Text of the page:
ALUMNI: Sterling Anderson

Using lessons and advice he learned in high school, Sterling Anderson has become an award-winning screenwriter and novelist. (Courtesy photo: S. Anderson)

By Choyang Ponsar, Staff–

“Plan now or else you’ll be part of someone else’s plan,” is what a teacher told Davis High alumnus Sterling Norman Anderson when he was in high school.

Anderson took the words to heart; he’s now an award-winning screenwriter for television shows like “Medium” on CBS and works for production companies such as HBO, Disney and Columbia Pictures.

Although Anderson currently writes screenplays and novels professionally, his interests were in a completely different ballpark when he was younger: sports.

It was his coach David Whitmore in seventh grade, and high school basketball coach Les Curry later on, who were huge factors in raising Anderson’s confidence. Also on the list is Eugene Tashima, a teacher at DHS who believed in Anderson enough to help him push his writing to the next level.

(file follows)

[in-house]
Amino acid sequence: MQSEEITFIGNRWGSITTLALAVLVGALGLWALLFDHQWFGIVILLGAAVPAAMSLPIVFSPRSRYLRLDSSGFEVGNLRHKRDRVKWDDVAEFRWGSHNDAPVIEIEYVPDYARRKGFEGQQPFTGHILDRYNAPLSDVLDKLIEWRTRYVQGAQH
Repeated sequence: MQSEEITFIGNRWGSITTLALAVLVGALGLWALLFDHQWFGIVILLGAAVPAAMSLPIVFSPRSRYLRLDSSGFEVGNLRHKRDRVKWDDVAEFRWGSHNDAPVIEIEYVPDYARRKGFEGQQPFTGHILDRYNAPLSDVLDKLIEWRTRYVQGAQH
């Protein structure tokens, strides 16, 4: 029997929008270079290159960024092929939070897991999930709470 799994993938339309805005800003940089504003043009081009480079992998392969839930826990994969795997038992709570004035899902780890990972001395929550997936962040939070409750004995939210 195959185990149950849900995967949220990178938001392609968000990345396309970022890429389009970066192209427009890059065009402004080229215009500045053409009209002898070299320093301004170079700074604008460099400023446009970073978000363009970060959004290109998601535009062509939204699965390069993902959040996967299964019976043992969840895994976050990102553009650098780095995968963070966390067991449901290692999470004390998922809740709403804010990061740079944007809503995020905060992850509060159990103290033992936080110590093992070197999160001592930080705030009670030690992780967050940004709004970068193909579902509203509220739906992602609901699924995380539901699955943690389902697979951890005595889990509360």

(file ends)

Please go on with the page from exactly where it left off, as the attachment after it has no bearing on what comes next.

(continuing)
After graduating from DHS in 1976, Anderson studied English at St. Mary’s College.

For a while, Anderson was the youngest African-American winemaker in Napa Valley. He then wrote his first screenplay and became a drama writer for the big screen.

Anderson is well-versed in biographical films. He was the recipient of the Movie Guide Award and the Christopher Award for “The Gabby Douglas Story,” and is interested in branching out into other writing genres, such as science fiction or comedy.

A day in the life of Anderson consists of a few hours of reading followed by a long writing session. He has written several books on screenwriting, such as “15 Steps to Becoming A Successful (Artist) Screenwriter.” His first novel “Five Seconds To Go” took him 10 years to write.

“Nine and a half years of being afraid to start and six months to write it,” Anderson explained.

Anderson mentioned “being on the movie set and watching legendary actors say the words that I made up” as two of the more glamorous aspects of his job.

Of course, screenwriting is not all fun and games.

“The least exciting [part of my job] is when I’ve worked on a screenplay for several months only to find out that the movie is not going to be made because an actor or director is no longer available,” he said.

Anderson currently resides in Davis, and continues to write screenplays and mentor kids on navigating careers in the film and television industries as actors, writers, directors and producers.

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